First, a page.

‘Yiddish Policemen’s Union’ Alt-History Drama Set From Michael Chabon & Ayelet Waldman, PatMa, Keshet & CBS Studios

What if Alaska is home of a big Jewish settlement and the fledgling state of Israel was destroyed? That is the setup of a TV series project based on Michael Chabon’s acclaimed 2007 alternative history book Yiddish Policemen’s Union. CBS TV Studios, Nina Tassler and Denise DiNovi’s PatMa Productions and Keshet Studios have acquired a spec drama script by husband-and-wife writing duo Chabon and Ayelet Waldman. The project will be taken out shortly to premium cable and streaming networks.

Harper Collins

Based on Chabon’s novel and developed for television by Chabon and Waldman, The Yiddish Policemen’s Union is a darkly comedic murder mystery and political thriller. In Chabon’s alternative history, Jewish refugees from Hitler’s Europe found unlikely refuge on the Alaskan panhandle. In the present day of this world, as the community faces yet another exile, Homicide Detective Meyer Landsman must overcome the shambles of his broken life and marriage to solve a mysterious murder with profound political and religious ramifications.

Chabon and Waldman executive produce with PatMa’s Tassler and DiNovi, along with Peter Traugott and Rachel Kaplan for Keshet Studios, and Jonathan Levin. The project is a co-production of CBS TV Studios, PatMa and Keshet Studios.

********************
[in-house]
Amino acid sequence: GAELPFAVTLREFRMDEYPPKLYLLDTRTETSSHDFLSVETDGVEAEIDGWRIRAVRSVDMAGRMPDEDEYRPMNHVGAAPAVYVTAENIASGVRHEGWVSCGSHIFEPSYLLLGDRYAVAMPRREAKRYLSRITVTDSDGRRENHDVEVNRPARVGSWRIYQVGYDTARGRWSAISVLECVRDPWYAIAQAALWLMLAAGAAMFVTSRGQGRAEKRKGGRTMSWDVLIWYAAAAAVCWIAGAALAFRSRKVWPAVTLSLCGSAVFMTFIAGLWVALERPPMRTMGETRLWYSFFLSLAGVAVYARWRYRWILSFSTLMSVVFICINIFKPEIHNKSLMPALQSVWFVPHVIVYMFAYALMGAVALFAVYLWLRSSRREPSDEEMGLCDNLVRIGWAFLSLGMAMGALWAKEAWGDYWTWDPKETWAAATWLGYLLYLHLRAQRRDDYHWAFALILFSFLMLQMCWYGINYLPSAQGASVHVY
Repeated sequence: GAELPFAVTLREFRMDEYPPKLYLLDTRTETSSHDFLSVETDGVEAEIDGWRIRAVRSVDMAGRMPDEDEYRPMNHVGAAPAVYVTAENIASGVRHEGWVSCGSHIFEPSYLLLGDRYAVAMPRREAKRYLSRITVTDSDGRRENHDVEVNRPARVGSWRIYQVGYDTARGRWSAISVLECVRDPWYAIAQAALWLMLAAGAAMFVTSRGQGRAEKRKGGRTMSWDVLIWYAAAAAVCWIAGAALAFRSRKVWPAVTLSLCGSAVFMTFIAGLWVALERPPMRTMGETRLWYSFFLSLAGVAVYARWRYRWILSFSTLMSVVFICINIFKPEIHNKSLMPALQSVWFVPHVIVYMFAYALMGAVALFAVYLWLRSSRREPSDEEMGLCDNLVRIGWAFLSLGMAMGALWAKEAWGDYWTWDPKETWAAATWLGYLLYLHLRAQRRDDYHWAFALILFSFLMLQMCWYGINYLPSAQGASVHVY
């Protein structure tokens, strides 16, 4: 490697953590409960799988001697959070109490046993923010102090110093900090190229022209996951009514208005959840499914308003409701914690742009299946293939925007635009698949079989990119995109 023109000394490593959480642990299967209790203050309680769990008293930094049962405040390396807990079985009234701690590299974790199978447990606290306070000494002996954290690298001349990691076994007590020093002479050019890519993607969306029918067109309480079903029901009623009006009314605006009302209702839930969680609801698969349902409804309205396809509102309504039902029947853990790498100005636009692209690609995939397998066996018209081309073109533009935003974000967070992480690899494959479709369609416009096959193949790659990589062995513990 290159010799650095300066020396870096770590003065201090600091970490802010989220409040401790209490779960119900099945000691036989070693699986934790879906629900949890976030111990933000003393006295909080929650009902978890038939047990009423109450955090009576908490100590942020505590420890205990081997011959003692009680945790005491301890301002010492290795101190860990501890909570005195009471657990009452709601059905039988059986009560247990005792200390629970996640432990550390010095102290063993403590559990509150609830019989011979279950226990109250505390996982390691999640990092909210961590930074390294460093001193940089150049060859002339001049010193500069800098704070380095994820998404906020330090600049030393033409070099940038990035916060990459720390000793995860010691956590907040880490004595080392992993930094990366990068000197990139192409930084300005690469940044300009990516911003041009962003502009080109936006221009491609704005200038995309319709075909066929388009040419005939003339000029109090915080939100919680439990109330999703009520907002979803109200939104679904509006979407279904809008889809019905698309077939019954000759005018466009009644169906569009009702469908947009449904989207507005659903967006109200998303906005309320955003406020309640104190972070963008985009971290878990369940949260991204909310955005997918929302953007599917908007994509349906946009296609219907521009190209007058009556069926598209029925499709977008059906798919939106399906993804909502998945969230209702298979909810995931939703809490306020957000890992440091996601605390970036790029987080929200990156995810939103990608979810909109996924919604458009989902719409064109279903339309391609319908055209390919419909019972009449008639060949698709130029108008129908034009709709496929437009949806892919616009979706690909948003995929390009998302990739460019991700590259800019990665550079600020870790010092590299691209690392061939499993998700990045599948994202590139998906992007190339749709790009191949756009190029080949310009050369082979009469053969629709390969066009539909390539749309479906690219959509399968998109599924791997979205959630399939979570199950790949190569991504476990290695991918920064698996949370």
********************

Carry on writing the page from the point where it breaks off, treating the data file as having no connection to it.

PatMa Productions; Cliff Lipson/CBS

Yiddish Policemen’s Union falls outside the NBCUniversal deal of Keshet Studios, the U.S.-based scripted studio of Keshet International, the global distribution and production arm of Israeli indie producer Keshet Media Group.

Another alternative history novel, Philip K. Dick’s The Man in the High Castle, was successfully adapted into a hit premium drama series on Amazon.

Yiddish Policemen’s Union, published in 2007 by HarperCollins, has received the Hugo, Sidewise, Nebula and Ignotus awards. Chabon’s other notable books include Wonder Boys (1995), The Amazing Adventures of Kavalier & Clay (2000), Telegraph Avenue (2012), and Moonglow: A Novel (2016). He received the Pulitzer Prize for fiction in 2001.

Waldman, who worked for three years as a federal public defender, penned The Mommy-Track Mysteries, a series of seven mystery novels, along with novels Love and Other Possible Pursuits, Bad Mother, Motherlove and A Really Good Day.

Chabon is repped by UTA. Waldman, Keshet and Levin are repped by WME.